Why I Can’t Quit B’nai Jeshurun

A Vibrant Jewish Community Trumps Politics

Mr. Abbas’s Drama: Not everyone at B’nai Jeshurun agrees with the rabbis’ statement about Palestinian statehood. But that doesn’t mean they are going to abandon the congregation, either.
Getty Images
Mr. Abbas’s Drama: Not everyone at B’nai Jeshurun agrees with the rabbis’ statement about Palestinian statehood. But that doesn’t mean they are going to abandon the congregation, either.

By Jordana Horn

Published December 13, 2012, issue of December 21, 2012.
  • Print
  • Share Share
  • Single Page

“You’re taking them to BJ after what the rabbis there did?” the text message from my ex-husband read. He was referring to the fact that I’d taken my two boys to Shabbat services that morning at the Upper West Side congregation B’nai Jeshurun.

And he wasn’t the only one expressing disbelief. “If MY rabbis wrote an e-mail like that, I’d stop being a member there,” one of my friends told me over lunch, jabbing her finger in the air as a ‘J’accuse.’ Another friend forwarded me an e-mail he’d sent to the synagogue’s rabbis, which concluded with him telling them that he was only sorry he wasn’t a member and therefore couldn’t resign his membership.

As most everyone knows by now, the rabbis of BJ unleashed a tidal wave of criticism with their e-mailed statement supporting the United Nations vote on the upgrade of Palestine’s status. News of their statement was splashed across the front page of The New York Times, and used as a handy illustration in the latest salvo of loyalty wars — accusations by Jews, against Jews, of being not adequately loyal or too blindly loyal to the State of Israel.

“I am sure that those of us who occasionally attend services at B’nai Jeshurun, as I do, and those who are members and frequent attendees, are deeply divided about these issues,” Alan Dershowitz wrote in the Forward’s pages. “It required incredible chutzpah and insensitivity to the intelligence of congregants for the rabbis and lay-leaders to issue their announcement without first allowing both sides of this issue to be heard and debated.”

That being said, surely the general position of BJ’s rabbis came as not much of a surprise to those in the know. BJ has long worn its left-wing politics proudly, practically binding them as signs upon their hands and letting them serve as symbols between their eyes.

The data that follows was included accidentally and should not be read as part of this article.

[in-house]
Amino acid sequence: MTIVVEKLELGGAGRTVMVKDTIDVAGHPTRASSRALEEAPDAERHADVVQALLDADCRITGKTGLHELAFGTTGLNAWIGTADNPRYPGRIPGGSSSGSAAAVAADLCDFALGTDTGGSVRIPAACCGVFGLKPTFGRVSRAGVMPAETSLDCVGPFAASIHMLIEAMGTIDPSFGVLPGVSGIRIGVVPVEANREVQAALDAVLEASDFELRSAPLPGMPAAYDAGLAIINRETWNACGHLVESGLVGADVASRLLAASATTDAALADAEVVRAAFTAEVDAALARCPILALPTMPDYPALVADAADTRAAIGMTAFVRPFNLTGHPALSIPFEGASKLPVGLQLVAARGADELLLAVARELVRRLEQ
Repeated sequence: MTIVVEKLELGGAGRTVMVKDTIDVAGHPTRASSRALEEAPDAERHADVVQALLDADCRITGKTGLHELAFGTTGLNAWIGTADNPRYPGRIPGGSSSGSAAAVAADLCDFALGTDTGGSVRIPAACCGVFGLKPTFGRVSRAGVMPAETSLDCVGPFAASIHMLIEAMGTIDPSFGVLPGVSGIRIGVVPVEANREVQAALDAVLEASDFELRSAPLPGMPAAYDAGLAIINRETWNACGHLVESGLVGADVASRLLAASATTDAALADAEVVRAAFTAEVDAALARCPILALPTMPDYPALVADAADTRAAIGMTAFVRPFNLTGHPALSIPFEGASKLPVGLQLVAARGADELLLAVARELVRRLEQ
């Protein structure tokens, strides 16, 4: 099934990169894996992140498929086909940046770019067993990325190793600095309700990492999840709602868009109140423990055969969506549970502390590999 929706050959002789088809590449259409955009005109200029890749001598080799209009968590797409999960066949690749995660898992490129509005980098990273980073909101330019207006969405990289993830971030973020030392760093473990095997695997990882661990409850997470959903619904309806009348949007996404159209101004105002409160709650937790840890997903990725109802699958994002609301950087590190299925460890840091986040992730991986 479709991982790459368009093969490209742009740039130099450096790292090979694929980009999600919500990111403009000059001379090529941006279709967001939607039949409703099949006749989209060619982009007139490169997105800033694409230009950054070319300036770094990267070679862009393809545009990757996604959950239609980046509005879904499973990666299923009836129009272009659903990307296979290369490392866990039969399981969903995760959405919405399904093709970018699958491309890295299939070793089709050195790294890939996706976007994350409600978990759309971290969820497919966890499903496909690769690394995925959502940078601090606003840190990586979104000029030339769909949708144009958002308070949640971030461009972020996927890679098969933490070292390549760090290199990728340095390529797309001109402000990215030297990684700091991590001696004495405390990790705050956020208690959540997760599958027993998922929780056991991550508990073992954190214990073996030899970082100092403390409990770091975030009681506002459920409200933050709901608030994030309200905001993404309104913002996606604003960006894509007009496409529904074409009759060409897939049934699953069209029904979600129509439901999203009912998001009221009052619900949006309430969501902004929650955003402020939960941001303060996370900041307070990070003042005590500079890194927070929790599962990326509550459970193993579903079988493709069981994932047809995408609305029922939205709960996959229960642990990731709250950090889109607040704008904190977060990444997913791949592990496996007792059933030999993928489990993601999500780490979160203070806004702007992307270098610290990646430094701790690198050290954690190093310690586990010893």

As someone whose politics run more middle of the road, I often find myself alienated by the institutionalized assumption that every congregant is on the right side — that is, the left side! — of any given debate. Statements are routinely made in shul by the rabbis, whether as part of a sermon or as offhanded remarks, that reflect their liberal outlook.


The Jewish Daily Forward welcomes reader comments in order to promote thoughtful discussion on issues of importance to the Jewish community. In the interest of maintaining a civil forum, The Jewish Daily Forwardrequires that all commenters be appropriately respectful toward our writers, other commenters and the subjects of the articles. Vigorous debate and reasoned critique are welcome; name-calling and personal invective are not. While we generally do not seek to edit or actively moderate comments, our spam filter prevents most links and certain key words from being posted and The Jewish Daily Forward reserves the right to remove comments for any reason.





Find us on Facebook!
  • "Everybody is proud of the resistance. No matter how many people, including myself, disapprove of or even hate Hamas and its ideology, every single person in Gaza is proud of the resistance." Part 2 of Walid Abuzaid's on-the-ground account of life in #Gaza:
  • After years in storage, Toronto’s iconic red-and-white "Sam the Record Man" sign, complete with spinning discs, will return to public view near its original downtown perch. The sign came to symbolize one of Canada’s most storied and successful Jewish family businesses.
  • Is $4,000 too much to ask for a non-member to be buried in a synagogue cemetery?
  • "Let’s not fall into the simplistic us/them dichotomy of 'we were just minding our business when they started firing rockets at us.' We were not just minding our business. We were building settlements, manning checkpoints, and filling jails." What do you think?
  • PHOTOS: 10,000 Israel supporters gathered for a solidarity rally near the United Nations in New York yesterday.
  • Step into the Iron Dome with Tuvia Tenenbom.
  • What do you think of Wonder Woman's new look?
  • "She said that Ruven Barkan, a Conservative rabbi, came into her classroom, closed the door and turned out the lights. He asked the class of fourth graders to lie on the floor and relax their bodies. Then, he asked them to pray for abused children." Read Paul Berger's compelling story about a #Savannah community in turmoil:
  • “Everything around me turns orange, then a second of silence, then a bomb goes off!" First installment of Walid Abuzaid’s account of the war in #Gaza:
  • Is boredom un-Jewish?
  • Let's face it: there's really only one Katz's Delicatessen.
  • "Dear Diaspora Jews, I’m sorry to break it to you, but you can’t have it both ways. You can’t insist that every Jew is intrinsically part of the Israeli state and that Jews are also intrinsically separate from, and therefore not responsible for, the actions of the Israeli state." Do you agree?
  • Are Michelangelo's paintings anti-Semitic? Meet the Jews of the Sistine Chapel: http://jd.fo/i4UDl
  • What does the Israel-Hamas war look like through Haredi eyes?
  • from-cache

Would you like to receive updates about new stories?




















We will not share your e-mail address or other personal information.

Already subscribed? Manage your subscription.